Turning 40 at a Tupperware Party
It is strange to be thirty-nine years old and afraid to attend a Tupperware party. You see, I had left my Texas homeland and moved to rural Austria. So there I was at a neighbor’s farm, having brought my husband and children with me so that I would not be alone. The problem, you know, was the language. Mühlviertler folk don’t speak German; they speak Mühlviertlerisch. I spoke neither.
At the party, I sit surrounded by women whose words all sound so similar. They say “Mausen lausen yausen. Mausen lausen yausen.” I nod companionably, the sort of feminist who is repulsed yet eager to be included in this international Hausfrau’s female-bonding ritual, especially at the mystical, yet despised, sexy yet not-always-publically-admitted fortieth. I take a plate with cake.
“Grüss Gott, Grüss Gott,” I say and shake the hands of two arriving women. “Mausen lausen!” they say. I smile and nod. We eat cake, drink Kaffee, and I begin to sweat in my snow suit. The room is very warm; the others are dressed in pant suits. My neighbor passes me a piece of paper. I stare at it. Like a pre-schooler, I cannot understand the sign-in sheet and pass it on to my German-speaking husband, my caretaker, my babysitter, in this new land. He is the only man attending this women’s ritual.
To him I whisper, “I cannot understand a word they say.”
He asks, “Should we go?”
I answer, “Oh no!”
I admire the colourful Tupper brochure and delightedly recognize the word Tupperware.
I sit up attentively as the Tupper Fuhrer begins her spiel: “Tupper . . . Zwei tousand shilling.” I’m excited; I understood the price. I wipe the sweat from my brow and the talk drones on. Then I snatch onto the words, “Microwelle . . . microwausen.” The ladies all grin and somehow I know they are giggling because the Fuhrer is trying to sell them microwaveable Tupperware. A neighbor eyes me nervously, then leans close and whispers. I nod feverishly. “Ja, ja, ja!” I say, to let her know I got it: they don’t have microwaves; they have wood-burning ovens.
In fact, the tiled oven in the corner is pumping out so much heat, I feel faint. I unzip the bib of my snow suit for air and fan myself. And I notice that at frequent intervals, the Frauen bend over their brochures and write notes. Perhaps they are going to buy everything. I feel unprepared for such industry. And suddenly, I am homesick. My eyes fill with tears.
But my small children come and sit with me and I try to curb their frenzied cookie munching and help them balance full-to-the-brim glasses of juice in this Land-of-no-Napkins. Though this world of perilous, brink-of-spills disasters is nerve-wracking, I cling to it.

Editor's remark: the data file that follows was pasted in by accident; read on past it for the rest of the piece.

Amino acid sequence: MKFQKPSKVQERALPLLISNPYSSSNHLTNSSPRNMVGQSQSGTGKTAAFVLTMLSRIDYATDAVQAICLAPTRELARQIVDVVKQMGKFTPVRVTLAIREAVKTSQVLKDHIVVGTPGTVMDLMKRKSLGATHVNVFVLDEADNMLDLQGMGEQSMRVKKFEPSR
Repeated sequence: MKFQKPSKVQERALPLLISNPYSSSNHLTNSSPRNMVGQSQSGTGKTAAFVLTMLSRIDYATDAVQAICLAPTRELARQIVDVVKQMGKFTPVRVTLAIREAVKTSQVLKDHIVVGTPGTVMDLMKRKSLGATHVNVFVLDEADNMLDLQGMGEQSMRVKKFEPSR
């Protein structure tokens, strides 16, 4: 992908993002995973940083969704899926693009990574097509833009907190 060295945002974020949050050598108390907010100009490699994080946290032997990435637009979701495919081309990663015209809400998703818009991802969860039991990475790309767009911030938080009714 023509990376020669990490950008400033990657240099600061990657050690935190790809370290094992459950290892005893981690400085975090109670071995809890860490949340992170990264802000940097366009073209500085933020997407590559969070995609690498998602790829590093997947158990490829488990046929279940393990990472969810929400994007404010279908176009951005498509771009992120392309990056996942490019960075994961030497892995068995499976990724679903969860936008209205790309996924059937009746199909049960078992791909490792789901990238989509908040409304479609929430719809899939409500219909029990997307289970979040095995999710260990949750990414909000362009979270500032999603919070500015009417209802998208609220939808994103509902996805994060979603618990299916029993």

The Fuhrer holds up a new item, a small plastic yellow thing and hangs her ring on a spike at one end. This time she speaks with a hint of uncertainty. With a thrill, I instinctively sense that the yellow thing is a small soap dish and will be a free gift for each of us. The women in the circle all chatter and laugh at the dish and I know intuitively that they’re saying, “We can’t get our rings off anymore.” The Tupper Fuhrer frowns dispiritedly and picks up a bowl she has shown us twice before but this time not in orange or blue but lilac. “Mausen lausen . . .” she continues doggedly.
I turn back to the brochure for the eighth time.
I find the Tupperware popsicle forms I used as a child and romantically imagine my children sitting outside in Austria in the summer heat, licking popsicles made from our own hand-picked berries. But will it ever be that warm here? Out the window, are snow and mountains. Certainly, home-baked bread is more practical in this climate. My husband the bread baker has already quickly and efficiently scanned the brochure, and found the bread knife and bread dough bowl he needs and that are, as far as he is concerned, the reason we came.
“Mausen yausen?” the Tupper Fuhrer says, sad eyed. “Drei hundert shilling.” I nod enthusiastically at the price and grin at the women across the table. The Tupper Fuhrer seems defeated, and speaks slowly, “Mau-sen . . . lau-sen . . . yau-sen . . . Field tank!” She stops. The Frauen smile, relieved, and invite me to stay on for the real party after the party.
But my husband pulls me and the children up with a “Danke Sehr!” and explanation in German which I imagine means, “We must go. I have a hernia.” I eye him nervously, see no odd reaction from the ladies, and shake all hands twice. Then I hear it: “Auf Wiedersehen, Frau Grevel!”
I freeze, then take a step backward, thinking, Yeeooooow! Ich bin Frau Grevel? Me, a Frau? I refuse!
The tears slide down my face, and the Tupper Fuhrer shakes a finger at me. Perhaps she is saying, “Don’t worry—you can buy more!” The Tupper hostess may be saying, “Are you ill? A migraine?”
My husband hands me a child. “Time to go, Frau Grevel!”
No, I am not! O, Gott! Frau! That rhymes with oww and sow and cow and even . . . frown.
Outside, the cold is a relief. I blink. I have survived the Tupper party. As we walk toward our new farm, I breathe the clear fresh air, look out over soft white slopes and distant forests. The sky is rose and gold.
Frau? Well, Frau also rhymes with now and wow! And even Schau!*
So . . . How now brown cow!
Eine Frau, Schau!
Eine Vierziger Frau!**
Wow, that Frau!
Take a bow!
p.s. This piece was originally written as a performance piece for a friend’s fortieth birthday. The piece has been performed several times in Germany and Austria, at private and public events.
p.p.s. The Mühlviertel region of Austria is called Upper Austria in English. Each region of Austria has different dialects, with the dialects also varying within a region. These dialects are more closely related to Old English than to Modern High German. In this story, the words used to represent dialect are my own invention, used to entertain, rather than to show true dialect.
*Schau! = Look at that!
**Vierziger Frau = forty year old woman